Much more important is how they are now and what they want to do in the future.  A good person treats others with kindness, caring and respect — even when they don’t want something.  A great person accepts the flaws of others and realizes they themselves aren’t perfect, so why should perfection be expected.  A wonderful person accepts the whole person and their friends and family with open arms — realizing that a person doesn’t come to be who they are in some kind of weird vacuum.  Rather, their past and those close to them shape them in many ways… to really love someone is to accept the whole package not just parts.

So — this is a bit of a change from how I used to see the world and it’s an aspirational post at best — I still get judgy, snotty and mean sometimes, but now I feel bad when I do so.

The founding fathers…

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The conservatives, tea party people and all the other right-wing wackos seem to be all about the founding fathers’ intentions for the country…

For them, it’s mostly the case that they want their guns and they don’t want women to have abortions — because those are the conditions that the Founding Fathers had for themselves…

Andy got me thinking (in a post he hasn’t published yet) about the phrase “life, liberty and the pursuit of happiness” — from the Declaration of Independence.  Some folks would argue the the Declaration isn’t the Constitution — but, I think it’s a good indication of what the founding fathers were thinking.

The context for the statement is important (yep, I’m a philosopher… get over it..)

We hold these truths to be self-evident, that all men are created equal, that they are endowed by their Creator with certain unalienable Rights, that among these are Life, Liberty and the pursuit of Happiness. — That to secure these rights, Governments are instituted among Men, deriving their just powers from the consent of the governed, — That whenever any Form of Government becomes destructive of these ends, it is the Right of the People to alter or to abolish it, and to institute new Government, laying its foundation on such principles and organizing its powers in such form, as to them shall seem most likely to effect their Safety and Happiness.

There’s a lot in this paragraph… for my purposes, the idea of unalienable rights stands out.  This means that simply by being a human being you have the right to life, liberty and the pursuit of happiness.  Just by being born human — to put it simply ALL human beings have a right to these things…in Venn diagram speak, this is an A claim… see below…

If every S (person) is P (a thing that has these rights) — then, there are no people who don’t have these rights…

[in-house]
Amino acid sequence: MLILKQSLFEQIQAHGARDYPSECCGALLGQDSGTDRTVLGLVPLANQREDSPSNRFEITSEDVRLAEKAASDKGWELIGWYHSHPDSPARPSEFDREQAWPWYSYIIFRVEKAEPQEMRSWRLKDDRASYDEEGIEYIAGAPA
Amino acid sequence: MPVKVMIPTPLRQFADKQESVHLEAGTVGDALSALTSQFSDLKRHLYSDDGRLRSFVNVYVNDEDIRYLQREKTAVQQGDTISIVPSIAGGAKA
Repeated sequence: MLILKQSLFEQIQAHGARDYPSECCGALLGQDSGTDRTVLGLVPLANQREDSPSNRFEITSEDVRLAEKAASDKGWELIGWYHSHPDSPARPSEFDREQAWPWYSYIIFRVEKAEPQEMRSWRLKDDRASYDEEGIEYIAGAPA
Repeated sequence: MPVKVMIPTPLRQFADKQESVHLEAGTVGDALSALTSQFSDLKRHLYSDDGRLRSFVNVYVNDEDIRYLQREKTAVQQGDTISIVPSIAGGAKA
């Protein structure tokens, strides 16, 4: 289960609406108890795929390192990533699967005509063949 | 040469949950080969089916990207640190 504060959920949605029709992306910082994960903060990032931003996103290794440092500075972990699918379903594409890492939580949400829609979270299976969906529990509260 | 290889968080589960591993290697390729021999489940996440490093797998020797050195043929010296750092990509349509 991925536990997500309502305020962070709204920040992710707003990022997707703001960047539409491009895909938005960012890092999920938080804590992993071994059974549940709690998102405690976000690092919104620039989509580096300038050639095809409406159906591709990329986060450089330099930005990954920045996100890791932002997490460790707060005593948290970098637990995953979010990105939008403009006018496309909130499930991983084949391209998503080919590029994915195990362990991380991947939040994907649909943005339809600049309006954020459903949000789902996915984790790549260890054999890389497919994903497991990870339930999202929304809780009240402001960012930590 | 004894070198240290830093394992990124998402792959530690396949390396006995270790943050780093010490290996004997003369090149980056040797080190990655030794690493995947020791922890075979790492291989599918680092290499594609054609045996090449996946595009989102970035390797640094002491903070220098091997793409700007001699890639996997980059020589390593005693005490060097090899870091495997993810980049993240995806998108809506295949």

The tricky part is that our system seems set up to be that only folks with cash have access to the means to continued life..
If you are in the lower-middle class economically, your healthcare is quite precarious.  You probably have a job that pays your small bills, but you have no savings.  You have no real safety net in case you miss a week or two of work for something like a mastectomy or chemo.  You’re faced with the prospect of being evicted because you can’t pay your rent, or death…
Not exactly a decent choice in a country with plenty of resources.
I’d also like to note that the Declaration indicates that the justification for government is to secure these rights for ALL persons… not just the wealthy.  If it’s the case that the government acts counter to this purpose, changing the government is justified.
hmmm…. revolution anybody?

Wanting —

A close friend asked me just now if wanting was wrong?

It’s a good question — because wanting something, in and of itself isn’t right or wrong — until action is taken… or, is it?

Maybe the answer is much more complex, because wanting something you are unlikely to get causes angst — and that angst causes a person to feel things like envy, jealousy and other negative feelings.

If you are willing to hurt others to achieve what you want — then those actions are wrong… but the wanting itself is not wrong.

As it is, my friend is young and doesn’t understand what I’ve come to see recently — that material things aren’t the key to happiness.  Instead, you need to surround yourself with good people, who inspire you and who support you.  You need to engage in activities that challenge you and that you find enjoyable.  Finally, you need to find a way to be happy with yourself who you are right now and where you are right now.

It took me a long time to come to this realization — and along the way I collected a lot of stuff that was purchased out of boredom or unhappiness — anybody want all my old cosmic junk?

“Thinking”

Progeny

Some folks get all excited  or nervous when a computer beats a human at some “intellectual” feat…

I don’t – anymore — once I became convinced that machines as we know them now cannot actually “think”.

The fear is that the machines will take over the world and humans will be subject to their whims… no longer will the coffee maker make your coffee, you’ll make coffee for it…

The thing is, machines aren’t actually creative — they can only assemble what we tell them.  This is a problem facing military folks, as they’d like to have robots firing guns and making decisions between friend and foe– but, that just isn’t happening anytime soon.